Elements of the offence

The prosecution must prove the following beyond reasonable doubt:

 

  • That a fire prevention notice had been served on the accused

 

 

According to section 41A(1), a notice may be served on an owner or occupier:

  1. by giving it to or serving it personally on the owner or occupier; or
  2. by sending it by post to the owner or occupier at that person’s usual or last known residential or business address; or
  3. by leaving it at the usual or last known residential or business address of the owner or occupier with a person on the premises who is apparently at least 16 years old and apparently residing or employed there; or
  4. in a manner prescribed by any other Act or law for service on a person or class of persons of the same type as the owner or occupier.

However, if the fire prevention officer (s41A(2)):

  1. does not know who the owner or occupier of any land is; or
  2. does not know the residential or business address of the owner or occupier; or
  3. believes that the owner or occupier is absent from Victoria and has no agent in Victoria known to the officer –

Then the fire prevention notice may be served (s41A(3)):

  1. by displaying it on the land; and
  2. by publishing a notice, in the prescribed form and containing the prescribed particulars, in a newspaper circulating generally in the municipal district.

This means that saying you ‘didn’t know about the notice’ is no excuse. If you’re the owner of the land, and a fire prevention officer displays the notice on your land and publishes it in the local newspaper, this is sufficient service (s41A(4)).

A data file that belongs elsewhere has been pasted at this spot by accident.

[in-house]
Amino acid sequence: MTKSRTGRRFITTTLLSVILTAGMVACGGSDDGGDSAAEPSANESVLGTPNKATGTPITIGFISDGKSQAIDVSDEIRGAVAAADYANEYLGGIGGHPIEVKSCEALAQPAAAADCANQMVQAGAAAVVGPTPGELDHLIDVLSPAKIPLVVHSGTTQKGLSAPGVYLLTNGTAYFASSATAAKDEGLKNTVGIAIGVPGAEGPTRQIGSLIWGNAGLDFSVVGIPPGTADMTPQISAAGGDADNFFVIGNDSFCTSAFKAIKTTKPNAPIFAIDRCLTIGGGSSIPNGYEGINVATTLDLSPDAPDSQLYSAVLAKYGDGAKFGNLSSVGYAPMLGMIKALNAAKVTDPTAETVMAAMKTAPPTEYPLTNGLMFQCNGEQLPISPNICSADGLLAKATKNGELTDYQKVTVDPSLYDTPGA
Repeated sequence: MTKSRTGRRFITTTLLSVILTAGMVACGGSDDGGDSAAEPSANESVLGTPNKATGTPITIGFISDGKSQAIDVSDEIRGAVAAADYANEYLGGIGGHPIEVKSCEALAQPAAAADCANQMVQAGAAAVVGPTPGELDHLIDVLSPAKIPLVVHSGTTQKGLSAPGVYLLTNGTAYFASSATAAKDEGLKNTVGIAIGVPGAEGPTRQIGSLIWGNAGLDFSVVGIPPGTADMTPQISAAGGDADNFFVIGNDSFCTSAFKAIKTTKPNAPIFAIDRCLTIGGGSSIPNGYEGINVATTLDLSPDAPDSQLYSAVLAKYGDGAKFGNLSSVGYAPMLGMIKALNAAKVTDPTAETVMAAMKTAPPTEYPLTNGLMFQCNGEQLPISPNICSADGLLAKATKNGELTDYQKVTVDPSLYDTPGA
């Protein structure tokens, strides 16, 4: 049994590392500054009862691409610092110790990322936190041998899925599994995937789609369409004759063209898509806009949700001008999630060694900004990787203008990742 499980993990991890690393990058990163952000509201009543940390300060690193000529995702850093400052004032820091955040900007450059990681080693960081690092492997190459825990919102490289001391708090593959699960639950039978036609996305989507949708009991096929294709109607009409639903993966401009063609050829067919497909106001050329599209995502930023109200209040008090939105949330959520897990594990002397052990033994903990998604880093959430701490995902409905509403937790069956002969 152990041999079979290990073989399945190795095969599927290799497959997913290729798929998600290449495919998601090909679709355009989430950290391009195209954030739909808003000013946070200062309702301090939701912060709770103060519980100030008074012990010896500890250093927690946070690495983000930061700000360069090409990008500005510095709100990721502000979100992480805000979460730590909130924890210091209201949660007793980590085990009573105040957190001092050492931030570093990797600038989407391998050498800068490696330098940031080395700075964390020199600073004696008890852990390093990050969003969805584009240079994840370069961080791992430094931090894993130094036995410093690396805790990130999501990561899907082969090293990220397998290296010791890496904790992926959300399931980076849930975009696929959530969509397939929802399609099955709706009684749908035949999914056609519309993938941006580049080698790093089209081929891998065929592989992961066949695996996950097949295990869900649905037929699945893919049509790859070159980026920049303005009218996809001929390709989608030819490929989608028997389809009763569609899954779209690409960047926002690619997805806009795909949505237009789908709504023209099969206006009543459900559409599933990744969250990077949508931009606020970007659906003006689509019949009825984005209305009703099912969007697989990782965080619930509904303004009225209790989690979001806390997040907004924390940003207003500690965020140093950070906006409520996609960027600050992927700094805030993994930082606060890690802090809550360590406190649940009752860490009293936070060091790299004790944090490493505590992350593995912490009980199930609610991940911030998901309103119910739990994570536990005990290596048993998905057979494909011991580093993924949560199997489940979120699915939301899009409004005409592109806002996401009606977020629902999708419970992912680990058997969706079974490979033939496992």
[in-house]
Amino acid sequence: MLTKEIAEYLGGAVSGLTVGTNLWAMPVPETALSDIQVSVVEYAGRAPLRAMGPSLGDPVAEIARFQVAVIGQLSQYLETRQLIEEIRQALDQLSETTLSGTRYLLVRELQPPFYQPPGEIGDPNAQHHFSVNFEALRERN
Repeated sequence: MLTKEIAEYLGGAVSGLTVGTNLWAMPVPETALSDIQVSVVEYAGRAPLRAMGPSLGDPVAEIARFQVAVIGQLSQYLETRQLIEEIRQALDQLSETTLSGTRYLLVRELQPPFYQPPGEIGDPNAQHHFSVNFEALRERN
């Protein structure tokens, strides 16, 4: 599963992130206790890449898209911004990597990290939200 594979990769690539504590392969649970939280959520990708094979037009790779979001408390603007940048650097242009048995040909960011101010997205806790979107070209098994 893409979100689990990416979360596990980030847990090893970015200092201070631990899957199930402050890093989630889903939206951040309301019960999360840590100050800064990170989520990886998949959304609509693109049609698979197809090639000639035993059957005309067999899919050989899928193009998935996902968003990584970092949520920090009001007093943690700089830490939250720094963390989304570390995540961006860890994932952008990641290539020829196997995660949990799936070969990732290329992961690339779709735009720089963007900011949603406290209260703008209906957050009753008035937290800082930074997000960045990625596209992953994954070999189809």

• That the accused did not comply with the notice

 

 

This will be a matter of fact. Looking at the relevant notice, and examining the words carefully, did you fail to comply what the notice asked you to do?

 

  • That the accused was the owner or occupier of the property subject to the notice

 

 

Do you own the property? An owner means a registered proprietor. Do you occupy the property? An occupier would include someone who is renting the property and living there.

Objecting to a notice
Under section 41B of the Act, a person on whom a fire prevention notice has been served may lodge a written objection with the fire prevention officer within 7 days of the service of the notice stating the grounds of objection.

Within 14 days of lodging the objection, the fire prevention office must:

  1. confirm the notice; or
  2. vary the notice, if the fire prevention officer is satisfied that the variation will appropriately address the threat of fire; or
  3. withdraw the notice, if the fire prevention officer is satisfied that there is no longer any case for the notice to be served.

If the fire prevention officer confirms or varies the notice he or she must specify a new time within which the person must comply with the notice (section 41B(4)).

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Sentencing in the Magistrates’ Courts

There were 490 cases (500 charges) of Fail to Comply With Fire Prevention Notice that were heard in the Magistrates’ Courts of Victoria from 1 July 2013 to 30 June 2016. Most of these cases resulted in fines (92.0%) and adjourned undertaking/discharge/dismissal (8.0%).

Of those who were sentenced to fines, the majority were in the category “$1,000 < $2,000” (4.6% for aggregate and 73.6% for non-aggregate). The highest category imposed was “$5,000 < $10,000” but this was given to only 0.4% (non-aggregate) of those who were fined.1

Other important resources

 



[1] SAC Statistics – Country Fire Authority Act 1958 (Vic) : s 41D(1) – fail to comply with fire prevention notice < https://www.sentencingcouncil.vic.gov.au/sacstat/magistrates_court/6228_41D_1.html >